One means for multipath interference mitigation is Orthogonal Frequency Division Modulation (OFDM). OFDM is known modulation method, fundamentals of which are explained in reference to FIG. 6. An OFDM communication system 600 takes a user data 602 and provides them to block 604. (The pre-processing of user data before block 604, i.e., encoding, repeating, interleaving, and the like, are not shown for brevity purposes.) Block 604 distributes the user data among many parallel bins 606, the exact number being a function of the used Fast Fourier Transform (FFT) size. The parallel bins 606 are modulated in block 608 by an inverse FFT (IFFT). This modulated signal, comprising a bank of signals whose number is equal to the number of parallel bins, is then upconverted to a set of radio frequency sub-carriers 610, amplified and transited over a communication channel 612. The signal is received and demodulated in block 614 using the FFT. The demodulated data 616 are then re-distributed by block 618 to user data 620.

The user data are protected from multipath-induced frequency selective fading. If a sub-carrier experiences a fade, the user data lost are only a small portion of the aggregate user data. Because the transmitted user data contain error correction bits, the missing pieces may subsequently be recovered.

The above-described OFDM may be utilized for transmission in the second half of the TDM interval as follows. When the access terminal determines that a rate of user data to be transmitted over the reverse link is above a pre-determined rate of data, e.g, above 614.4 kbps, the access terminal transmits the user data utilizing the OFDM instead of the TDM.

OFDM Reverse Rate Indicator Channel

To provide the required indication, the OFDM RRI may comprise 5 bits of information. The RRI-vale 602(2) is provided separately from user data 602(1) to a block 604 (of FIG. 6A), which distributes the RRI data to at least one pre-determined parallel bin 606(2), and which distributes the user data on the remaining parallel bins 606(1). (The pre-processing of user data and RRI date before block 604, i.e., encoding, repeating, interleaving, and the like, are not shown for brevity purposes.) Further processing proceeds as described in FIG. 6. Referring back to FIG. 6 a, upon reception, the signal is received and demodulated in block 614 using the FFT. The demodulated RRI data 616(2) and the demodulated user data 616(2) are then re-distributed by block 618 to provide user 620(1) and RRI value 620(2).

Alternatively, the user data and the RRI data are multiplexed and provided to the block 604 (of FIG. 6). (The pre-processing of user data before block 604, i.e., encoding, repeating, interleaving, and the like, are not shown for brevity purposes.) Consequently, the RRI values, as well as the user data are distributed among the parallel bins 606. Further processing proceeds as described in FIG. 6. Referring to FIG. 6 c, upon reception, the signal is received and demodulated in block 614 using the FFT. The demodulated RRI data and the demodulated user data 616 are then re-distributed by block 618 to provide user 620(1) and RRI value 620(2).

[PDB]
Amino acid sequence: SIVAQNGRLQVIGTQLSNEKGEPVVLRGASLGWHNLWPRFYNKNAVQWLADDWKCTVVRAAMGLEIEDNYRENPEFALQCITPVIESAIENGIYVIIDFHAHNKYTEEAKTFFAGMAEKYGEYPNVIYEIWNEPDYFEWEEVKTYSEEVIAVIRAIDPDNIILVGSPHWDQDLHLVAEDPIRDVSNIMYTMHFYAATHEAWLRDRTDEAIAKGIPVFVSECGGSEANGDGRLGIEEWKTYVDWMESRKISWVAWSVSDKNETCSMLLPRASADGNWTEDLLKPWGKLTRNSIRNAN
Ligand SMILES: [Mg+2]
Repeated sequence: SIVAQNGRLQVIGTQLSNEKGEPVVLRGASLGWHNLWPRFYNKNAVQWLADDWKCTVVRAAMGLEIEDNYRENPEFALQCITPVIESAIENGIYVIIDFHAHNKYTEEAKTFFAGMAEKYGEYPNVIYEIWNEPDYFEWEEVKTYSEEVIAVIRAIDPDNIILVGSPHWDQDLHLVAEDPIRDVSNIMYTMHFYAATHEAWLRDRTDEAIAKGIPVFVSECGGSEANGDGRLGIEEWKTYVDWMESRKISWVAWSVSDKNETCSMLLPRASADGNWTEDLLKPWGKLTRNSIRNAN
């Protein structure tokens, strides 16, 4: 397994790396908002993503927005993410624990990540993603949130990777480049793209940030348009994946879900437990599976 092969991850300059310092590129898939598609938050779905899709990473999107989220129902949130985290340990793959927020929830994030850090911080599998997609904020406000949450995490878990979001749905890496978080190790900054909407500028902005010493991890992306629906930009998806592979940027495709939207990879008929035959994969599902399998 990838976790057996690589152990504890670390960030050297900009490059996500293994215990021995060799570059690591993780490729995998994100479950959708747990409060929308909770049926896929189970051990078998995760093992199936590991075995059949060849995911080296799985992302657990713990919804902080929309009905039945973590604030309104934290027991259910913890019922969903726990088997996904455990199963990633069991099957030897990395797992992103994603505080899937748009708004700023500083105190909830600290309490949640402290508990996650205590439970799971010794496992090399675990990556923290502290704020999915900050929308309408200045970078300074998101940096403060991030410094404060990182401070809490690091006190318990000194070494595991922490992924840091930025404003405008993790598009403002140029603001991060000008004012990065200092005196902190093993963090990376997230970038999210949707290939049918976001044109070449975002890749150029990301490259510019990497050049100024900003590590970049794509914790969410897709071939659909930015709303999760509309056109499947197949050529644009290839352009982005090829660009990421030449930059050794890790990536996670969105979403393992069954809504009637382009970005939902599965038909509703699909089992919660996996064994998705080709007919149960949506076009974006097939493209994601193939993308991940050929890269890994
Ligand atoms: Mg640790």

Reverse Link Architecture

FIG. 5 c further illustrates the reverse link channels' architecture. The TDM Traffic Channel 422(T), and the TDM RRI channel 422(RRI) (of FIG. 4) are time division multiplexed in block 514, and provided to gain adjustment block 516(1). After the gain adjustment, the time division multiplexed signal is provided to a modulator 518.

The Pilot Channel 412, the Data Request channel 4414, the Acknowledgement channel 416, the Packet Request channel 418 (of FIG. 4), are provided to the respective gain adjustment blocks 516(2)-516(5). After the gain adjustment, the respective channels are provided to the modulator 518.

Additionally, the optional CDM traffic channel/CDM RRI channel 420 (of FIG. 4) are provided to a gain adjustment blocks 516(7). After the gain adjustment, the respective channels are provided to the modulator 518.

The modulator 518 combines the incoming channel signals, and modulates the combined channel signals in accordance with an appropriate modulation method, e.g., a binary phase-shift keying (BPSK), a quadrature phase-shift keying (QPSK), quadrature amplitude modulation (QAM), 8-phase-shift keying (8-PSK), and other modulation methods known to one of ordinary skill in the art. The appropriate modulation method may change in accordance with a rate of data to be transmitted, channel condition, and/or other design parameter of the communication system. The combining of the incoming channel signals will change accordingly. For example, when a selected modulation method is QPSK, the incoming channel signals will be combined onto an In-phase and Quadrature signals, and these signals will be are quadrature spread. The selection of channel signals are combined on the In-phase and Quadrature signals in accordance with design parameter of the communication system, for example distributing the channels so that the data load between the In-phase and Quadrature signals is balanced, the resulting waveform peak-to-average is lowered, and other design parameters.